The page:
For the past several years, the steady drumbeat of corporate wellness stories has sounded a uniform theme: corporate wellness/employee assistance programs do not yield a quantifiable return on investment. Yet, employer spending on wellness and EAPs continues to increase: $693 was spent per employee on wellness-based incentives in 2015, up from $594 in 2014, according to Fidelity and the National Business Group on Health.
This seeming disconnect is largely due to a misleading — or, in the case of some vendors, self-serving — means of evaluation. Measuring the success of employee assistance in particular has historically focused on utilization rates, client satisfaction, and occasional surveys of symptom reduction or problem resolution. The most reliable measure, however, is how EAPs affect specific workplace outcomes (absenteeism, presenteeism, turnover, workplace accidents, etc.).
Like everyday consumers, benefits and HR purchasers will choose their particular version of value when selecting employee benefits, which is always a balance between costs and perceived or expected results. In the context of employee benefits, value can be defined as “outcomes achieved relative to cost incurred.” If you accept this definition, then demonstrating value requires the measurement and regular monitoring of outcomes.
Also see: “10 companies that made big benefits changes in 2016.”
Benefit purchasers have not typically viewed outcome measures among their various benefit offerings and vendors as being very persuasive or credible, which leaves the lowest price as the one measure they do understand. Not many really support paying for an employer-sponsored benefit or service that does not produce positive results, but in the absence of routine outcome monitoring, there is usually no link between price and expected results. Consequently, employee benefit vendors and plans are currently not paid in proportion to their actual effectiveness, which is unlikely to change unless purchasers embrace and require their vendors to demonstrate a capacity to measure outcomes. Employee Assistance and Work-Life Programs, or EAPs, are a quintessential example of this phenomena — an employee benefit historically focused on utilization, program features, and of course the lowest possible price.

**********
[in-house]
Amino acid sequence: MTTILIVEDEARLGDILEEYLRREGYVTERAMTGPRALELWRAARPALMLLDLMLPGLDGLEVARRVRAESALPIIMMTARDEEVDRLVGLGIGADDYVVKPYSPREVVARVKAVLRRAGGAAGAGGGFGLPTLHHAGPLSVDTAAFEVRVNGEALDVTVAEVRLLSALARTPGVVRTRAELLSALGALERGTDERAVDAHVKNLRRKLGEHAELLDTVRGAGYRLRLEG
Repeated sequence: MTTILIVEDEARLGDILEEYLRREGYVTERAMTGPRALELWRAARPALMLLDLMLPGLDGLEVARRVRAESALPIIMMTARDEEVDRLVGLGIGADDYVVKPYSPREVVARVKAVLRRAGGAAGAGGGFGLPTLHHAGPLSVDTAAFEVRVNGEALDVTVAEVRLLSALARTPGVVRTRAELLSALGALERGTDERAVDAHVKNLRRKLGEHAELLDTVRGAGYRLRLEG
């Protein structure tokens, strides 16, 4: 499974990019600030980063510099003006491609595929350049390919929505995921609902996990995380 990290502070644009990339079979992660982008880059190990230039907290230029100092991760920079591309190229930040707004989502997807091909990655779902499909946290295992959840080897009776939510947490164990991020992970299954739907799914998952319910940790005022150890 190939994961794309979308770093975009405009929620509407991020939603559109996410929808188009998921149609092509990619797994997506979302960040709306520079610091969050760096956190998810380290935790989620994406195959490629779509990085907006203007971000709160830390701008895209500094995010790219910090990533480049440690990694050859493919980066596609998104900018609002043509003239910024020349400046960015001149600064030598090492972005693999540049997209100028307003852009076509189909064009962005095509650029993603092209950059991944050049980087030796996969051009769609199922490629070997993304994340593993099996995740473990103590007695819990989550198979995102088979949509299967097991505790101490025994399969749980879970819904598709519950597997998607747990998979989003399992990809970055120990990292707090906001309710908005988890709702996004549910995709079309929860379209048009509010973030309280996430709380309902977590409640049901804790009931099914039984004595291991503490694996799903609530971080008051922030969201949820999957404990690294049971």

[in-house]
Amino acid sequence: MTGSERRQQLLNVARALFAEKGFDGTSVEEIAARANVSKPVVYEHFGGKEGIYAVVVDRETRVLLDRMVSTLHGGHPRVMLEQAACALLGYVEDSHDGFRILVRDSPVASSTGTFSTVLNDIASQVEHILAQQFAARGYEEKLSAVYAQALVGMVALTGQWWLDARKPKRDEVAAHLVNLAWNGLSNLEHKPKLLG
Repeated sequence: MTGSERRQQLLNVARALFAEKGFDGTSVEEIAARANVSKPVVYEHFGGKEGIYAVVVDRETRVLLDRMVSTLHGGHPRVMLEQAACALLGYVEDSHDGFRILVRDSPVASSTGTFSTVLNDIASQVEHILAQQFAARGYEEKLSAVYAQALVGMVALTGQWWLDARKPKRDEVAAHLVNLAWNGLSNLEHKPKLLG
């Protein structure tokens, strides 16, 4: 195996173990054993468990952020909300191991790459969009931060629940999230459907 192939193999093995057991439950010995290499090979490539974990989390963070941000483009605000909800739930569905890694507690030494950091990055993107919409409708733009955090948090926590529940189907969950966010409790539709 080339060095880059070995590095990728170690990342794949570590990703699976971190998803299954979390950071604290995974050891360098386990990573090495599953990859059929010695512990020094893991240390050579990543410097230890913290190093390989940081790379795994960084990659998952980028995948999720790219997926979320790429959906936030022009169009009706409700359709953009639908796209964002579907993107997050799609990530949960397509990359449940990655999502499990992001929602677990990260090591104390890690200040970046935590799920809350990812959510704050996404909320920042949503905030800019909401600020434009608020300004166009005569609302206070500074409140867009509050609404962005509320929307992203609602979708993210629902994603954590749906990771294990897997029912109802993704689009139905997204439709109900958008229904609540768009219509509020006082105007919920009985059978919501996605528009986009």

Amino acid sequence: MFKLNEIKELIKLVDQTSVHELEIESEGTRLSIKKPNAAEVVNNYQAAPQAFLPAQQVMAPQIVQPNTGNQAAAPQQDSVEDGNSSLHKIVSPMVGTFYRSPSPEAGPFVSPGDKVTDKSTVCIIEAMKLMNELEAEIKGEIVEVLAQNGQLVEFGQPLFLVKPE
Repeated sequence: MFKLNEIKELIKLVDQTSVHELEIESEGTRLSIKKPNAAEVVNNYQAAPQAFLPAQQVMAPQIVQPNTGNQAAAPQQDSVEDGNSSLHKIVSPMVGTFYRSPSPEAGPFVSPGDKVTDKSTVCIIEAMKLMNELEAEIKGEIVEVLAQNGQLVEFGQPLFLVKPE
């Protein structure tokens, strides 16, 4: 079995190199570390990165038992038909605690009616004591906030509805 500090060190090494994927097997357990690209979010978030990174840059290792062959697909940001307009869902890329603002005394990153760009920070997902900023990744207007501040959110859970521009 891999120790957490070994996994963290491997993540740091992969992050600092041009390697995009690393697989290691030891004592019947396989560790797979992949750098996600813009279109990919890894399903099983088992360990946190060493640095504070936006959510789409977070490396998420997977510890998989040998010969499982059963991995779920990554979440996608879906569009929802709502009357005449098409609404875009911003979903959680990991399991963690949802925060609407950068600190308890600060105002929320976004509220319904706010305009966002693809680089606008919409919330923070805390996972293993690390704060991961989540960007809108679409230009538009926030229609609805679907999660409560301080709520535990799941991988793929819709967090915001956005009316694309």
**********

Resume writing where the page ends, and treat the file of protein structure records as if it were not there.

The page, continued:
Despite being the first entry point for more than 150 million American workers seeking professional support, short-term counseling, and referrals for any personal or behavioral health concern, many EAPs continue to operate without knowing or improving their outcomes — until recently. There is increasing recognition among EAP providers that in order to continue to thrive, the EAP field needs to be able to measure and demonstrate effectiveness in quantifiable business terms.
The Employee Assistance Professionals Association — the professional association for EAP providers — endorsed a specific tool as an EAP best practice for measuring and evaluating work-related outcomes of services provided by EAPs. In voicing its support, EAPA believes that it can collectively advance the field by encouraging EAP providers and professionals to use the same tool for measuring workplace outcomes. This tool — known as the Workplace Outcome Suite (WOS) — is a scale developed by the Chestnut Global Partners (CGP) Division of Commercial Science.
The WOS is currently the only publicly available, free instrument that has been psychometrically validated and tested for use in EAP settings. Encouraging EAP providers to use the same outcome tool and share data is the only way the field will ever be able to truly compare and study outcomes across program models, industries, geographies, referral types and other variables.
The WOS uses a short, precise, and easy-to-administer survey that collects EAP-specific outcome data on both before (pre) and after (post) EAP service use among employees who utilize their EAP service. The WOS is a measure of change that examines five key aspects of workplace functioning: absenteeism, presenteeism, work engagement, life satisfaction and workplace distress.
1) Absenteeism (looks at the number of hours absent due to a personal problem taking the employee away from work). “Includes both complete eight-hour days and partial days when the employee came in late or left early.”
2) Presenteeism (measures decreases in productivity even though the employee is not absent per se but not working at his or her optimum due to unresolved personal problems). “My personal problems kept me from concentrating on my work.”
3) Work Engagement (refers to the extent to which the employee is invested in or passionate about his or her job). “I am often eager to get to the work site to start the day.”